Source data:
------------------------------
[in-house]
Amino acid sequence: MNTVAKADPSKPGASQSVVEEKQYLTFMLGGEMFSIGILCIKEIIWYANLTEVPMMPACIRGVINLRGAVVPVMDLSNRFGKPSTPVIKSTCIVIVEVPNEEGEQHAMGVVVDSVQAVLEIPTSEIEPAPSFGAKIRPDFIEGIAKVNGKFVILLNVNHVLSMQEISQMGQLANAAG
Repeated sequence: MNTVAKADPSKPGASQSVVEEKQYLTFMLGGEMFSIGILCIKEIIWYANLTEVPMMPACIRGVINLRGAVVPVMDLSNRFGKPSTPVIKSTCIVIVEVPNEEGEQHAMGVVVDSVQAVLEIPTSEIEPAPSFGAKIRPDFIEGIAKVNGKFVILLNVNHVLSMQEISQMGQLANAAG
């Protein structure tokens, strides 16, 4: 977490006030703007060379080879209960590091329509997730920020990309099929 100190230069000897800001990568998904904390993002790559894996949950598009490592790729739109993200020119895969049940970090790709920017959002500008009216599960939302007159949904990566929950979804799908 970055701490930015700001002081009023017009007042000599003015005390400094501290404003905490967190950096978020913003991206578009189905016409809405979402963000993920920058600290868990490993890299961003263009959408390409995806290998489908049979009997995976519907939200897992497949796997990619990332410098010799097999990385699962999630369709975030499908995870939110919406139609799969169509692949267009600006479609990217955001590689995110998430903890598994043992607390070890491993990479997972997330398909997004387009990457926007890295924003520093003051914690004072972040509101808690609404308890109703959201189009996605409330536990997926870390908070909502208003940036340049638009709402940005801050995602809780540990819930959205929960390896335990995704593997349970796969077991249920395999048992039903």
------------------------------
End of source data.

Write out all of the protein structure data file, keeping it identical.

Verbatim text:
[in-house]
Amino acid sequence: MNTVAKADPSKPGASQSVVEEKQYLTFMLGGEMFSIGILCIKEIIWYANLTEVPMMPACIRGVINLRGAVVPVMDLSNRFGKPSTPVIKSTCIVIVEVPNEEGEQHAMGVVVDSVQAVLEIPTSEIEPAPSFGAKIRPDFIEGIAKVNGKFVILLNVNHVLSMQEISQMGQLANAAG
Repeated sequence: MNTVAKADPSKPGASQSVVEEKQYLTFMLGGEMFSIGILCIKEIIWYANLTEVPMMPACIRGVINLRGAVVPVMDLSNRFGKPSTPVIKSTCIVIVEVPNEEGEQHAMGVVVDSVQAVLEIPTSEIEPAPSFGAKIRPDFIEGIAKVNGKFVILLNVNHVLSMQEISQMGQLANAAG
């Protein structure tokens, strides 16, 4: 977490006030703007060379080879209960590091329509997730920020990309099929 100190230069000897800001990568998904904390993002790559894996949950598009490592790729739109993200020119895969049940970090790709920017959002500008009216599960939302007159949904990566929950979804799908 970055701490930015700001002081009023017009007042000599003015005390400094501290404003905490967190950096978020913003991206578009189905016409809405979402963000993920920058600290868990490993890299961003263009959408390409995806290998489908049979009997995976519907939200897992497949796997990619990332410098010799097999990385699962999630369709975030499908995870939110919406139609799969169509692949267009600006479609990217955001590689995110998430903890598994043992607390070890491993990479997972997330398909997004387009990457926007890295924003520093003051914690004072972040509101808690609404308890109703959201189009996605409330536990997926870390908070909502208003940036340049638009709402940005801050995602809780540990819930959205929960390896335990995704593997349970796969077991249920395999048992039903």